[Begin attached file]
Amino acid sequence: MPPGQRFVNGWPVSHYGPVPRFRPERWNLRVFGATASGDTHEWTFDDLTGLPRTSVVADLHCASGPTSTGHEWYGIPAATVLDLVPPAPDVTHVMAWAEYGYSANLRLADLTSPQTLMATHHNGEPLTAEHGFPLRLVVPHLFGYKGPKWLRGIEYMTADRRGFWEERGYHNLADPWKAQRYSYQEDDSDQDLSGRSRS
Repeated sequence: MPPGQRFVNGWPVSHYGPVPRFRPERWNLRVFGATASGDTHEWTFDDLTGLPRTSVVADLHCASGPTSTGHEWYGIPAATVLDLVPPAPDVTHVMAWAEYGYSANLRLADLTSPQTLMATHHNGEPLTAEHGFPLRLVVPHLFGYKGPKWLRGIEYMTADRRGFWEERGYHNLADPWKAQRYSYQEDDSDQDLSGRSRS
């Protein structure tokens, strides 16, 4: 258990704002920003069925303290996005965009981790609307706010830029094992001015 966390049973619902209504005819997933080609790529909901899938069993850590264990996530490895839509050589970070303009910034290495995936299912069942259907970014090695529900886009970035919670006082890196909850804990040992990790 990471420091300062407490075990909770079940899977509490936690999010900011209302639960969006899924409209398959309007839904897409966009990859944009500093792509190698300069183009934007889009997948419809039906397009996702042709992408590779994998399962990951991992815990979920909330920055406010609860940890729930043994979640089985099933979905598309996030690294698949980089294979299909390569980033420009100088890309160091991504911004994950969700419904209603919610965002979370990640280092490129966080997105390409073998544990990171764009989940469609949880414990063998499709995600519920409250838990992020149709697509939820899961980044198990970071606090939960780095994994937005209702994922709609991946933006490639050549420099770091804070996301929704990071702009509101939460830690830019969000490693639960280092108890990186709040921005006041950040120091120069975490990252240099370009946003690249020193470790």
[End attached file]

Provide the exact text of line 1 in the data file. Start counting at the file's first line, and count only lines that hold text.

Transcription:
Amino acid sequence: MPPGQRFVNGWPVSHYGPVPRFRPERWNLRVFGATASGDTHEWTFDDLTGLPRTSVVADLHCASGPTSTGHEWYGIPAATVLDLVPPAPDVTHVMAWAEYGYSANLRLADLTSPQTLMATHHNGEPLTAEHGFPLRLVVPHLFGYKGPKWLRGIEYMTADRRGFWEERGYHNLADPWKAQRYSYQEDDSDQDLSGRSRS